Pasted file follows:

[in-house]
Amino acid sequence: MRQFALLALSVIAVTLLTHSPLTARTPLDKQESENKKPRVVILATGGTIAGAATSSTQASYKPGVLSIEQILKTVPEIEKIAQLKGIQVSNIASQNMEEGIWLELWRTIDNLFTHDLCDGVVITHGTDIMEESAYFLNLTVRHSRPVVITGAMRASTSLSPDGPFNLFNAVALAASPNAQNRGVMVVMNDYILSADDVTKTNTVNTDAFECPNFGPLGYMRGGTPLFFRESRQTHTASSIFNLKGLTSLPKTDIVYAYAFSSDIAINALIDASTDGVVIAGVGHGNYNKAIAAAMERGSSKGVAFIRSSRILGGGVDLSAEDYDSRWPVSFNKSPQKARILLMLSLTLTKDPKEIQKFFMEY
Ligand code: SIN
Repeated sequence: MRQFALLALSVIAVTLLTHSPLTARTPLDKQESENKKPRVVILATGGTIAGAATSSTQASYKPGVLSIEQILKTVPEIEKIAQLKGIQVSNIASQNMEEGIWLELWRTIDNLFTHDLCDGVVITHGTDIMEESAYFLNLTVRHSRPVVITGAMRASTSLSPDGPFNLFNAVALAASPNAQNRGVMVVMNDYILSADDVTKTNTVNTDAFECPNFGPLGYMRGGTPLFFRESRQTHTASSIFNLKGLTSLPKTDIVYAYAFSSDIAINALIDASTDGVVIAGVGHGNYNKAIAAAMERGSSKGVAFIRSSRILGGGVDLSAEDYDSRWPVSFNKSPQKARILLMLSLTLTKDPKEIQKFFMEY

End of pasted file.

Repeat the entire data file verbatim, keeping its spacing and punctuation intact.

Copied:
[in-house]
Amino acid sequence: MRQFALLALSVIAVTLLTHSPLTARTPLDKQESENKKPRVVILATGGTIAGAATSSTQASYKPGVLSIEQILKTVPEIEKIAQLKGIQVSNIASQNMEEGIWLELWRTIDNLFTHDLCDGVVITHGTDIMEESAYFLNLTVRHSRPVVITGAMRASTSLSPDGPFNLFNAVALAASPNAQNRGVMVVMNDYILSADDVTKTNTVNTDAFECPNFGPLGYMRGGTPLFFRESRQTHTASSIFNLKGLTSLPKTDIVYAYAFSSDIAINALIDASTDGVVIAGVGHGNYNKAIAAAMERGSSKGVAFIRSSRILGGGVDLSAEDYDSRWPVSFNKSPQKARILLMLSLTLTKDPKEIQKFFMEY
Ligand code: SIN
Repeated sequence: MRQFALLALSVIAVTLLTHSPLTARTPLDKQESENKKPRVVILATGGTIAGAATSSTQASYKPGVLSIEQILKTVPEIEKIAQLKGIQVSNIASQNMEEGIWLELWRTIDNLFTHDLCDGVVITHGTDIMEESAYFLNLTVRHSRPVVITGAMRASTSLSPDGPFNLFNAVALAASPNAQNRGVMVVMNDYILSADDVTKTNTVNTDAFECPNFGPLGYMRGGTPLFFRESRQTHTASSIFNLKGLTSLPKTDIVYAYAFSSDIAINALIDASTDGVVIAGVGHGNYNKAIAAAMERGSSKGVAFIRSSRILGGGVDLSAEDYDSRWPVSFNKSPQKARILLMLSLTLTKDPKEIQKFFMEY